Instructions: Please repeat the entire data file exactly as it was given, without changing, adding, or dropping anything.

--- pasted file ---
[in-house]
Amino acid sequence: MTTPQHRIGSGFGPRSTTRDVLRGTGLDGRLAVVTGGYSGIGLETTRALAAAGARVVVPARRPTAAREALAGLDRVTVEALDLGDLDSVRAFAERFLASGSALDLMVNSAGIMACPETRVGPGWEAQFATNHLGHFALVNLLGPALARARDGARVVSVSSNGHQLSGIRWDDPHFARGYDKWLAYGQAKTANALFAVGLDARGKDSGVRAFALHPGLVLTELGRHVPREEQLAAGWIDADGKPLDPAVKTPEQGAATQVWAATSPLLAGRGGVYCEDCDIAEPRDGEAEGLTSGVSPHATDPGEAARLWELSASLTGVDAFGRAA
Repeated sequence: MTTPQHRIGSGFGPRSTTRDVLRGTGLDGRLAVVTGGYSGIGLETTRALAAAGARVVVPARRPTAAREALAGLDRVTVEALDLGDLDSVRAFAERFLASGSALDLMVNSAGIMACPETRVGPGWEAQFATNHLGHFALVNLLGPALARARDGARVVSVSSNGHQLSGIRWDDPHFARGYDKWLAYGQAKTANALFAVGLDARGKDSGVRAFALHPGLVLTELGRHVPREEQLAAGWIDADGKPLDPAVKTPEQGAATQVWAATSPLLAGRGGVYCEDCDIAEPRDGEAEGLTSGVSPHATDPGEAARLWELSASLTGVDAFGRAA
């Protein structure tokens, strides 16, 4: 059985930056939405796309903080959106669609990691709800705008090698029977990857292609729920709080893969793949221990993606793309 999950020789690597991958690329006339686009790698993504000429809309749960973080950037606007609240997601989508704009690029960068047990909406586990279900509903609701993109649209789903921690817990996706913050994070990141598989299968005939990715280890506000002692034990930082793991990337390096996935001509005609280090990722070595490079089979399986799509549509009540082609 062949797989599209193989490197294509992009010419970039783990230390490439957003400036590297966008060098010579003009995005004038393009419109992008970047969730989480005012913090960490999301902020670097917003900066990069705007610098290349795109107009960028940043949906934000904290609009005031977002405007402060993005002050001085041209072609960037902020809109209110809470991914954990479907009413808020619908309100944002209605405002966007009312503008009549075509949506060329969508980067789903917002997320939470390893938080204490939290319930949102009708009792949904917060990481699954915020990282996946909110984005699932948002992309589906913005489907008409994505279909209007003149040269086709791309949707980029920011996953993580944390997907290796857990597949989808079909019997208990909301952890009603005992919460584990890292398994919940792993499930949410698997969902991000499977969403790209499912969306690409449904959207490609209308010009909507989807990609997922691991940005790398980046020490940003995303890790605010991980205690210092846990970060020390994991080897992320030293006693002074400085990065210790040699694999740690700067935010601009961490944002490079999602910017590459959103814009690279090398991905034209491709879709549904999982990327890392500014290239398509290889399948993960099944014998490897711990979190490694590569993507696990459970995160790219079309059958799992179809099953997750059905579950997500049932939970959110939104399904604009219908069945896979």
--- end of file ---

[in-house]
Amino acid sequence: MTTPQHRIGSGFGPRSTTRDVLRGTGLDGRLAVVTGGYSGIGLETTRALAAAGARVVVPARRPTAAREALAGLDRVTVEALDLGDLDSVRAFAERFLASGSALDLMVNSAGIMACPETRVGPGWEAQFATNHLGHFALVNLLGPALARARDGARVVSVSSNGHQLSGIRWDDPHFARGYDKWLAYGQAKTANALFAVGLDARGKDSGVRAFALHPGLVLTELGRHVPREEQLAAGWIDADGKPLDPAVKTPEQGAATQVWAATSPLLAGRGGVYCEDCDIAEPRDGEAEGLTSGVSPHATDPGEAARLWELSASLTGVDAFGRAA
Repeated sequence: MTTPQHRIGSGFGPRSTTRDVLRGTGLDGRLAVVTGGYSGIGLETTRALAAAGARVVVPARRPTAAREALAGLDRVTVEALDLGDLDSVRAFAERFLASGSALDLMVNSAGIMACPETRVGPGWEAQFATNHLGHFALVNLLGPALARARDGARVVSVSSNGHQLSGIRWDDPHFARGYDKWLAYGQAKTANALFAVGLDARGKDSGVRAFALHPGLVLTELGRHVPREEQLAAGWIDADGKPLDPAVKTPEQGAATQVWAATSPLLAGRGGVYCEDCDIAEPRDGEAEGLTSGVSPHATDPGEAARLWELSASLTGVDAFGRAA
């Protein structure tokens, strides 16, 4: 059985930056939405796309903080959106669609990691709800705008090698029977990857292609729920709080893969793949221990993606793309 999950020789690597991958690329006339686009790698993504000429809309749960973080950037606007609240997601989508704009690029960068047990909406586990279900509903609701993109649209789903921690817990996706913050994070990141598989299968005939990715280890506000002692034990930082793991990337390096996935001509005609280090990722070595490079089979399986799509549509009540082609 062949797989599209193989490197294509992009010419970039783990230390490439957003400036590297966008060098010579003009995005004038393009419109992008970047969730989480005012913090960490999301902020670097917003900066990069705007610098290349795109107009960028940043949906934000904290609009005031977002405007402060993005002050001085041209072609960037902020809109209110809470991914954990479907009413808020619908309100944002209605405002966007009312503008009549075509949506060329969508980067789903917002997320939470390893938080204490939290319930949102009708009792949904917060990481699954915020990282996946909110984005699932948002992309589906913005489907008409994505279909209007003149040269086709791309949707980029920011996953993580944390997907290796857990597949989808079909019997208990909301952890009603005992919460584990890292398994919940792993499930949410698997969902991000499977969403790209499912969306690409449904959207490609209308010009909507989807990609997922691991940005790398980046020490940003995303890790605010991980205690210092846990970060020390994991080897992320030293006693002074400085990065210790040699694999740690700067935010601009961490944002490079999602910017590459959103814009690279090398991905034209491709879709549904999982990327890392500014290239398509290889399948993960099944014998490897711990979190490694590569993507696990459970995160790219079309059958799992179809099953997750059905579950997500049932939970959110939104399904604009219908069945896979």